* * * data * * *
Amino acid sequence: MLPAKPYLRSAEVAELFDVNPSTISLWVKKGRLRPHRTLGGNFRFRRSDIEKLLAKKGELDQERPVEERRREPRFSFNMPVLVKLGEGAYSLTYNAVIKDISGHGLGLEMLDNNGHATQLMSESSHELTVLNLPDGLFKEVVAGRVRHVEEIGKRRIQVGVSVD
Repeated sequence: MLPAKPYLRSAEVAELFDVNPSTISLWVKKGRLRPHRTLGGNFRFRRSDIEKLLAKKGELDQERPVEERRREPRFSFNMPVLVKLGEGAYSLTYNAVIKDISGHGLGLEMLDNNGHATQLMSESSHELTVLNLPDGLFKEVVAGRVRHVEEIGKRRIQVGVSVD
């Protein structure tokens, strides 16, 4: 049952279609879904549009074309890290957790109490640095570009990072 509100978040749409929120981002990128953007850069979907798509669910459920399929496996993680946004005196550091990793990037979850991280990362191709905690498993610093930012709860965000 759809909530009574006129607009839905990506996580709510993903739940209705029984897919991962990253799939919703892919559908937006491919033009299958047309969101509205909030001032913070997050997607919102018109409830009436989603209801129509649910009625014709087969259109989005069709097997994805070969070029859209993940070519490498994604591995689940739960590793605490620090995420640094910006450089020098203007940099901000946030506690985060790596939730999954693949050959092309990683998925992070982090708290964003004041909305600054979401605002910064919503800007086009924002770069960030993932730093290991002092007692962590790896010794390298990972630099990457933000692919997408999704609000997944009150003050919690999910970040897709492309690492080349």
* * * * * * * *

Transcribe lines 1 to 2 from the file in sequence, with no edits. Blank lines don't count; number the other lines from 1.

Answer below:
Amino acid sequence: MLPAKPYLRSAEVAELFDVNPSTISLWVKKGRLRPHRTLGGNFRFRRSDIEKLLAKKGELDQERPVEERRREPRFSFNMPVLVKLGEGAYSLTYNAVIKDISGHGLGLEMLDNNGHATQLMSESSHELTVLNLPDGLFKEVVAGRVRHVEEIGKRRIQVGVSVD
Repeated sequence: MLPAKPYLRSAEVAELFDVNPSTISLWVKKGRLRPHRTLGGNFRFRRSDIEKLLAKKGELDQERPVEERRREPRFSFNMPVLVKLGEGAYSLTYNAVIKDISGHGLGLEMLDNNGHATQLMSESSHELTVLNLPDGLFKEVVAGRVRHVEEIGKRRIQVGVSVD